TB-like infection less transmissible than thought, study finds

Harvard researchers may have debunked a theory about a drug-resistant pathogen linked to severe lung infections, which was previously thought to spread person-to-person. 

A new study of 483 patient isolates, published in PNAS, showed that the pathogen, Mycobacterium abscessus, is more likely to be transmitted at home or due to other environmental factors. The bacterium is similar to tuberculosis and leprosy and has been increasing as a cause for lung infections in vulnerable populations, but rarely causes harm to healthy individuals, according to a May 30 Harvard news release.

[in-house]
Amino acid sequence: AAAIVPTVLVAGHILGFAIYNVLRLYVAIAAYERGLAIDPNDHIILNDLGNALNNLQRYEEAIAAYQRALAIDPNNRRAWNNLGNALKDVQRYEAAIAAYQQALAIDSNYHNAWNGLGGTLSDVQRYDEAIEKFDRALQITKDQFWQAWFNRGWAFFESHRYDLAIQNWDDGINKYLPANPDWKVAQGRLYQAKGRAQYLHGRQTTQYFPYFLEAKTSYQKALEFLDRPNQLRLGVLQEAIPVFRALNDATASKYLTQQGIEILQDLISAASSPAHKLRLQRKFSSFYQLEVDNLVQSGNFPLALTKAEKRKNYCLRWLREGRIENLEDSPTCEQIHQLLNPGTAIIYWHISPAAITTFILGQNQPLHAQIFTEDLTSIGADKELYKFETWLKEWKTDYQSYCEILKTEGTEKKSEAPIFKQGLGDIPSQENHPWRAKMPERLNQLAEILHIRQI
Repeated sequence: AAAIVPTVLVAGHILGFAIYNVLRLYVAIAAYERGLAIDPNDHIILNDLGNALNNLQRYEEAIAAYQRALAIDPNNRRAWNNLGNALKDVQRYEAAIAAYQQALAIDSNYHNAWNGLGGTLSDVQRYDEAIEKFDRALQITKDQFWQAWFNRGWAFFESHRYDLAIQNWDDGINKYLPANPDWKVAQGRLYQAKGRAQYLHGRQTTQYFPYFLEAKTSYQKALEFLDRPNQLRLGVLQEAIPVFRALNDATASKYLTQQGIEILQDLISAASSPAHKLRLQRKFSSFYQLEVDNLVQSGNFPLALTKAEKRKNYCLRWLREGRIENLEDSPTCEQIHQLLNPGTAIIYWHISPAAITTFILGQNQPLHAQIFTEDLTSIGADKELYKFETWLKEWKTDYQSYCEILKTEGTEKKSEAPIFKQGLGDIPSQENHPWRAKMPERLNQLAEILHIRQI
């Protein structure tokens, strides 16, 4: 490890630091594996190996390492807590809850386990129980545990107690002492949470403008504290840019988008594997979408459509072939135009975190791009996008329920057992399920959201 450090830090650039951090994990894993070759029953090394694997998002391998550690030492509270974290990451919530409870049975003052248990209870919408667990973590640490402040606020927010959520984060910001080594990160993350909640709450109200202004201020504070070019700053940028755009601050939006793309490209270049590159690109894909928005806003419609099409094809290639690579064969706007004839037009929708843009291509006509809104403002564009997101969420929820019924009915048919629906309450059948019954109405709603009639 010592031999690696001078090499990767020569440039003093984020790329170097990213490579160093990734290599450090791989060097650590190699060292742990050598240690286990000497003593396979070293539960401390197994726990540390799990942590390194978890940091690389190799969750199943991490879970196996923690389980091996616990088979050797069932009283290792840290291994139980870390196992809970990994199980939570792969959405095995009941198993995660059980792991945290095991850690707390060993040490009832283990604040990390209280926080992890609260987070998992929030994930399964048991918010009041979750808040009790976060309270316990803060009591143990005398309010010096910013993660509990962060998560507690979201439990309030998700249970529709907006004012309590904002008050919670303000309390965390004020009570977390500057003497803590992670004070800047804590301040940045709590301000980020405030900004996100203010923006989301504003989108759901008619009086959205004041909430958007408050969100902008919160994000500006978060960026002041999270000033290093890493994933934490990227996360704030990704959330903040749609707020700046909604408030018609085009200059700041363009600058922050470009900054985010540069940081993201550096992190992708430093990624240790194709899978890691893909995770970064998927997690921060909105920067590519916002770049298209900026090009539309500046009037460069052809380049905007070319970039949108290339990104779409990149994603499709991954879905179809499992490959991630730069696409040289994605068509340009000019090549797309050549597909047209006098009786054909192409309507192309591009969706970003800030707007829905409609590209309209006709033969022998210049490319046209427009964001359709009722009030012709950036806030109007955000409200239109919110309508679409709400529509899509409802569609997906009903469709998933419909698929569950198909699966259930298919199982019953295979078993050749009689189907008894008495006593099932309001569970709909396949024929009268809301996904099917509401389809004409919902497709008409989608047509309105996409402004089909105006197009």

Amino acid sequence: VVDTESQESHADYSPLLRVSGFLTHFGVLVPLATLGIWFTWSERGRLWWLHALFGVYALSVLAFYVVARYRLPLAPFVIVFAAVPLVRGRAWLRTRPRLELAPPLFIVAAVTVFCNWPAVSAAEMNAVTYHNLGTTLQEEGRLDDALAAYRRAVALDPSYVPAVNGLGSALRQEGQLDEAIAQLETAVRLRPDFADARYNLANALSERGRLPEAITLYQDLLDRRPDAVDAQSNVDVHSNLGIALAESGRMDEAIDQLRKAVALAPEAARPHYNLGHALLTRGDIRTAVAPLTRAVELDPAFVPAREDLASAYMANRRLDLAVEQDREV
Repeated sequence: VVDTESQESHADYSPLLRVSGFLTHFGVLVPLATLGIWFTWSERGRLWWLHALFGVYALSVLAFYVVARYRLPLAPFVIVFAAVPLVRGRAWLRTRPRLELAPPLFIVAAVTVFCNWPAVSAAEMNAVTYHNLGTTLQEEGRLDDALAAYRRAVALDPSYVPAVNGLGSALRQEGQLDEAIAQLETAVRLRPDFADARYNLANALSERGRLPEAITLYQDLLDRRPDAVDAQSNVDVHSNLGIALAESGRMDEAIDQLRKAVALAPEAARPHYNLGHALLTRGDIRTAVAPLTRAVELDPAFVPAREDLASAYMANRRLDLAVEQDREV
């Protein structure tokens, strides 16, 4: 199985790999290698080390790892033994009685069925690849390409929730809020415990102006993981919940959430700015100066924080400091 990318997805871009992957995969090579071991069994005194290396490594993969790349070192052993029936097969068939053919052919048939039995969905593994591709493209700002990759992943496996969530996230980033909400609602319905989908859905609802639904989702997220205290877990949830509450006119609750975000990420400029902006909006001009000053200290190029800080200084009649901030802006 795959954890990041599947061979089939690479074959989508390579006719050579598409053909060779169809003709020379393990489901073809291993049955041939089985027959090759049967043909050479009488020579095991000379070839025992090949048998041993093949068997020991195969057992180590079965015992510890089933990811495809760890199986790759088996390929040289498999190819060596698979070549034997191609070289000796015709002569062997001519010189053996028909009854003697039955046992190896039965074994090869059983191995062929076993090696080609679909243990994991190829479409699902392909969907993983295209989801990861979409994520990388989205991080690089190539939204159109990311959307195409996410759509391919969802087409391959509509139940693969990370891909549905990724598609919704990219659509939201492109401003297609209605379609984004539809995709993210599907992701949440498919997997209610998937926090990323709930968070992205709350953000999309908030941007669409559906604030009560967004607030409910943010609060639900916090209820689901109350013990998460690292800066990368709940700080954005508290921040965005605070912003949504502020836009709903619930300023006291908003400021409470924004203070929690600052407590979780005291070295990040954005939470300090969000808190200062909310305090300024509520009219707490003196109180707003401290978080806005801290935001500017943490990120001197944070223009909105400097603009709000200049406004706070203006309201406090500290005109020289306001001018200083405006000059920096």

"Our results certainly do not refute the possibility of person-to-person transmission of Mycobacterium abscessus in some cases, and more research is needed to inform [the] best clinical practice for vulnerable patients," Maha Farhat, MD, lead author of the study, pulmonary expert and associate professor at Harvard Medical School said. "However, our work supports a model in which person-to-person transmission may not be as common as it is sometimes suggested to be."

The findings shed light on a pathogen that has been "poorly understood" in the past, according to the release. Follow-up studies on it are in the works.

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